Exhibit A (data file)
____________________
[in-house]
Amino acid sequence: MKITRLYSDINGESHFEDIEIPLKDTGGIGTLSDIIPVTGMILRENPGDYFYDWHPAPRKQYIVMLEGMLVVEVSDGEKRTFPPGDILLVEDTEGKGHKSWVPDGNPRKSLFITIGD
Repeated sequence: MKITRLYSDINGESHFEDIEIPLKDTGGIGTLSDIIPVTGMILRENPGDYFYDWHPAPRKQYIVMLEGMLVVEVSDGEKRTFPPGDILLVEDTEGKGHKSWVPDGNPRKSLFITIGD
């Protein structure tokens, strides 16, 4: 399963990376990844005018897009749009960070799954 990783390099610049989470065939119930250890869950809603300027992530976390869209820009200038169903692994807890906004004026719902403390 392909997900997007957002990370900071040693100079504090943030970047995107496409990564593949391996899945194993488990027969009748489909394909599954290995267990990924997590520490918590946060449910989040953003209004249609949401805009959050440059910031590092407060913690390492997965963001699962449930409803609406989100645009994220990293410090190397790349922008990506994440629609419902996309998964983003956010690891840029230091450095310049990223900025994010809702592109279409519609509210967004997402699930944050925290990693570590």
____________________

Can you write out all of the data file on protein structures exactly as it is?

[in-house]
Amino acid sequence: MKITRLYSDINGESHFEDIEIPLKDTGGIGTLSDIIPVTGMILRENPGDYFYDWHPAPRKQYIVMLEGMLVVEVSDGEKRTFPPGDILLVEDTEGKGHKSWVPDGNPRKSLFITIGD
Repeated sequence: MKITRLYSDINGESHFEDIEIPLKDTGGIGTLSDIIPVTGMILRENPGDYFYDWHPAPRKQYIVMLEGMLVVEVSDGEKRTFPPGDILLVEDTEGKGHKSWVPDGNPRKSLFITIGD
């Protein structure tokens, strides 16, 4: 399963990376990844005018897009749009960070799954 990783390099610049989470065939119930250890869950809603300027992530976390869209820009200038169903692994807890906004004026719902403390 392909997900997007957002990370900071040693100079504090943030970047995107496409990564593949391996899945194993488990027969009748489909394909599954290995267990990924997590520490918590946060449910989040953003209004249609949401805009959050440059910031590092407060913690390492997965963001699962449930409803609406989100645009994220990293410090190397790349922008990506994440629609419902996309998964983003956010690891840029230091450095310049990223900025994010809702592109279409519609509210967004997402699930944050925290990693570590």